The Artist Who Transforms Galleries Into Forests and Fields

Chaos is a concept that comes up often in conversation with Okoyomon. The artist was born in London but spent their early years with th...


Chaos is a concept that comes up often in conversation with Okoyomon. The artist was born in London but spent their early years with their mother in Lagos, Nigeria. From a young age, they read everything they could get their hands on, starting with the family Bible, and this passion soon led Okoyomon to compose small nuggets of writing that they call “little dismembered language drops.” “I would write poems and hide them all around the house and the backyard. I didn’t use my words for a year,” the artist says. “If I needed to say anything, I would write these really serious letters to my mom.” The family moved to Houston in 2000, and to West Chester, Ohio, six years later. In high school, Okoyomon had an emo phase and after striking a bully with a fencing saber, they were forced to transfer. The artist later relocated to Chicago to attend the Great Books college Shimer, where they studied philosophy. “It gave me a lot of freedom to get really weird,” they say. “And for my chaos to fully present itself.”

When they first moved to New York in 2017, they would go on exploratory walks and record their reactions to the city’s sights and sounds in notes on their iPhone, composing “crazy fanfic poems,” they recall. The artist incorporated these inventive writings into their first poetry collection, “Ajebota,” which was published by Bottlecap Press in 2016 and includes a piece composed entirely of screenshots of text messages. Today, Okoyomon works in a shared studio in an industrial complex in Park Slope that they describe as “a cozy little cave of my ideas.” Papers bearing snippets of poems are scattered across tables and stapled to the walls. There’s an earthworm farm and thus a constant supply of fresh dirt. And for one work in progress, Okoyomon is lovingly nurturing, in a glass jar, a crop of algae that glows in the dark. “I really want to make this piece that’s a whole bioluminescent floor,” they explain, “where you can sit and feel its communication.”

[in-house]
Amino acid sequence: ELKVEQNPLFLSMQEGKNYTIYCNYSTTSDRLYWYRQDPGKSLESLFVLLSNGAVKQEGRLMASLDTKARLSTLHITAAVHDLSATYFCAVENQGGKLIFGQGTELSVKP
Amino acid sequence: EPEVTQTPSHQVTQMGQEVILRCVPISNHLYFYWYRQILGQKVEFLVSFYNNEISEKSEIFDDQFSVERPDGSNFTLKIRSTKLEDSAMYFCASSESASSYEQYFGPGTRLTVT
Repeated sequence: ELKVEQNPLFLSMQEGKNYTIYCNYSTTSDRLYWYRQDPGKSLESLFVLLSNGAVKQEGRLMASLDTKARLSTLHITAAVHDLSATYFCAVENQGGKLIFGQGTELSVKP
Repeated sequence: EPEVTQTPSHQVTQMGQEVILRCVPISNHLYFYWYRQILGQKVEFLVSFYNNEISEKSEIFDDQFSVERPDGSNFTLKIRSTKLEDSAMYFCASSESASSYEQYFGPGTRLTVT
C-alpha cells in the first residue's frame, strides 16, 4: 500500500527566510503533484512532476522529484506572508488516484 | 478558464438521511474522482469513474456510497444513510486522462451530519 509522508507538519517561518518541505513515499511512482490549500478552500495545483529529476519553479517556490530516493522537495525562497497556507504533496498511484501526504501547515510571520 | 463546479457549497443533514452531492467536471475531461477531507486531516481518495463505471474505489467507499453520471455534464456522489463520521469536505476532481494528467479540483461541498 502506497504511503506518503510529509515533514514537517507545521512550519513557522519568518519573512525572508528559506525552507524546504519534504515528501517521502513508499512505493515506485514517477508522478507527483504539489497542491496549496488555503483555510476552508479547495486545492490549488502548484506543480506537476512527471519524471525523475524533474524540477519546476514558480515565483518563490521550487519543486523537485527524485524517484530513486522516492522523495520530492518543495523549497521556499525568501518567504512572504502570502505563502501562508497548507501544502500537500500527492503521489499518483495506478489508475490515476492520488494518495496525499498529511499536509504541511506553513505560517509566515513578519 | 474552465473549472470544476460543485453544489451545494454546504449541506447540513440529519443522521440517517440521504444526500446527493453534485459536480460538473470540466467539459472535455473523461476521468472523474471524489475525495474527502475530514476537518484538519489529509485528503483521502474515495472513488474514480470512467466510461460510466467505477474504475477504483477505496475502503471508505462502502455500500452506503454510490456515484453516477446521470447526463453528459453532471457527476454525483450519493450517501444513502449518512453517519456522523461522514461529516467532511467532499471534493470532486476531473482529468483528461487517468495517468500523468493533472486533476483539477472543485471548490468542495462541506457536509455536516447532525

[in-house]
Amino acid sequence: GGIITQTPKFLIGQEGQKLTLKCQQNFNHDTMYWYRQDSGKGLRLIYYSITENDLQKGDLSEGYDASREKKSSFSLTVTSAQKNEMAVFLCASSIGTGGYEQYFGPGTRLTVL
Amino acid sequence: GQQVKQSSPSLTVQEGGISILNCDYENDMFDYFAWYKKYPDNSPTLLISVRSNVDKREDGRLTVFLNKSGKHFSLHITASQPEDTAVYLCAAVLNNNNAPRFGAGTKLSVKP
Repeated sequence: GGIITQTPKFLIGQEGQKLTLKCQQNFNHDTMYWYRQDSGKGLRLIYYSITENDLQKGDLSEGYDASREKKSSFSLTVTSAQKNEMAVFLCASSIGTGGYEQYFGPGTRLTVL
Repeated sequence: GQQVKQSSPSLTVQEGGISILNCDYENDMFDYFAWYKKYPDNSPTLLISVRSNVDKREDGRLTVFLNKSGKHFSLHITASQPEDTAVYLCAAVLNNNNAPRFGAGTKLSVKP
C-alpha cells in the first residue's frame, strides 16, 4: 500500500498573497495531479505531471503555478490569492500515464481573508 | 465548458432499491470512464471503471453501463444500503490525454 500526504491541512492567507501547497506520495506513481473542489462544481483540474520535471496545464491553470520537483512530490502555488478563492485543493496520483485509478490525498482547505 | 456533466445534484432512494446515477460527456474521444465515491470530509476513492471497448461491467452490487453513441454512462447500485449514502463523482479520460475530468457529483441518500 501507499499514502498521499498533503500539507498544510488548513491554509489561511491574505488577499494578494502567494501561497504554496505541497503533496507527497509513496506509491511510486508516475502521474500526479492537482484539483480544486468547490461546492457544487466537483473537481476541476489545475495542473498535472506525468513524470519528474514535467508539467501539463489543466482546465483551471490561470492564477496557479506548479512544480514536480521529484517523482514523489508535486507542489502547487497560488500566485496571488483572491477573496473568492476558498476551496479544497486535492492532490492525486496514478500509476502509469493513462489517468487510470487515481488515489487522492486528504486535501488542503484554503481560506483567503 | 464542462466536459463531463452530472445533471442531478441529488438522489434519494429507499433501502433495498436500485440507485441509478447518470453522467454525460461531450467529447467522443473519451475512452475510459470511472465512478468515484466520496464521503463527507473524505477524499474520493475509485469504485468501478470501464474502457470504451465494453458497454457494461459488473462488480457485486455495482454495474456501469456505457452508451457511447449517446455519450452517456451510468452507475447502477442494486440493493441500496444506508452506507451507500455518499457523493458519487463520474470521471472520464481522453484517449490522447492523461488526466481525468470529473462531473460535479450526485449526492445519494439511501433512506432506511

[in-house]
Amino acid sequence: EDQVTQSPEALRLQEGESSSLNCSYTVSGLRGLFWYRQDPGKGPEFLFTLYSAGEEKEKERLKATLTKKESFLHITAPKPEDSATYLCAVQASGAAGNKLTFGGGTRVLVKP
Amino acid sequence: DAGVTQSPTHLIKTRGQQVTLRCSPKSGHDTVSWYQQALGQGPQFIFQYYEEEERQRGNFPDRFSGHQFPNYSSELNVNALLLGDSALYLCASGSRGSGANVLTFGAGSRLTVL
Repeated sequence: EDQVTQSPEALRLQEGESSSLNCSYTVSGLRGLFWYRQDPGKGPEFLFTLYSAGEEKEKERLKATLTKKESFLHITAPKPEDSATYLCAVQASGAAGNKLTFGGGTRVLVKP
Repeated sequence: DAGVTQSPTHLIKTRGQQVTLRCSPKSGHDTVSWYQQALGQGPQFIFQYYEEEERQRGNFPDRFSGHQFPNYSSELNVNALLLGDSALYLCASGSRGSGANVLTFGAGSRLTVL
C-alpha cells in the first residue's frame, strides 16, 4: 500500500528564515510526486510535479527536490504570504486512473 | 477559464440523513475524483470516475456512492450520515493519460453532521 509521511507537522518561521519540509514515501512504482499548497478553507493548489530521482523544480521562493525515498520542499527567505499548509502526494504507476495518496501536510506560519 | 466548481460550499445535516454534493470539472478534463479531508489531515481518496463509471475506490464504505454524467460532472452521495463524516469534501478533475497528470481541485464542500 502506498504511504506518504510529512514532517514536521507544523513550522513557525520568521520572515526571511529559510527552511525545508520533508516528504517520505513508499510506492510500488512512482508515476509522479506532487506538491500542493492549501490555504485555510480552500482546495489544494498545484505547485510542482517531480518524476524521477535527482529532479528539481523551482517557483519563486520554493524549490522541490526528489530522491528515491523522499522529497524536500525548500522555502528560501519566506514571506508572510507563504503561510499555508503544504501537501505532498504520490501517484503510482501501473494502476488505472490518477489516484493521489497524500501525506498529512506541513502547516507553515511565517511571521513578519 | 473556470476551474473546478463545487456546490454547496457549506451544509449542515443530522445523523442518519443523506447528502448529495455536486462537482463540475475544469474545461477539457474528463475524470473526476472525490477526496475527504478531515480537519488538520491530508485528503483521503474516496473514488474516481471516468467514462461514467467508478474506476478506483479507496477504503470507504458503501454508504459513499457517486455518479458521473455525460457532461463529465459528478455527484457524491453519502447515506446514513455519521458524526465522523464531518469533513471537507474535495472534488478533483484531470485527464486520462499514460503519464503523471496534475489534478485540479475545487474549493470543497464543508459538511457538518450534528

If Okoyomon’s work continually asks us to listen to the natural world, it also contains warnings of what might happen should we fail to act. “If we don’t start really imagining how things could be seriously different for us, the world will do it for us,” they say. “And then we’ll feel really bummed out when we didn’t do the very simple and small work of just dreaming.” But establishing a new order will involve some degree of destruction — namely the demolition of structures that suppress and exploit — which is why Okoyomon thinks often of the apocalypse. Their first play, a conceptual composition about four angels that fall to Earth, was commissioned in 2019 by the Serpentine Galleries and called “The End of the World.” And for the forthcoming iteration of Frieze New York, Okoyomon, who won this year’s Artist Award, has collaborated with the Los Angeles-based industrial designer Jonathan Olivares to fill the 17,000-square-foot McCourt performance hall at the Shed in midtown Manhattan with spire-like structures made of steel and camouflage netting arranged in a loose circle. Inspired by the Tower of Babel, an origin story for the world’s multiplicity of languages found in the Book of Genesis, Okoyomon recited a poem from their “Sky Songs” series from atop one of the platforms in late April, and a video of the performance, which also includes readings by other poets, including Eileen Myles and Diamond Stingily, will play at the Shed and in Frieze’s online viewing room starting May 5. The words clash and meld with the sound of a string trio performing the French composer Olivier Messiaen’s 1941 “Quartet for the End of Time.”

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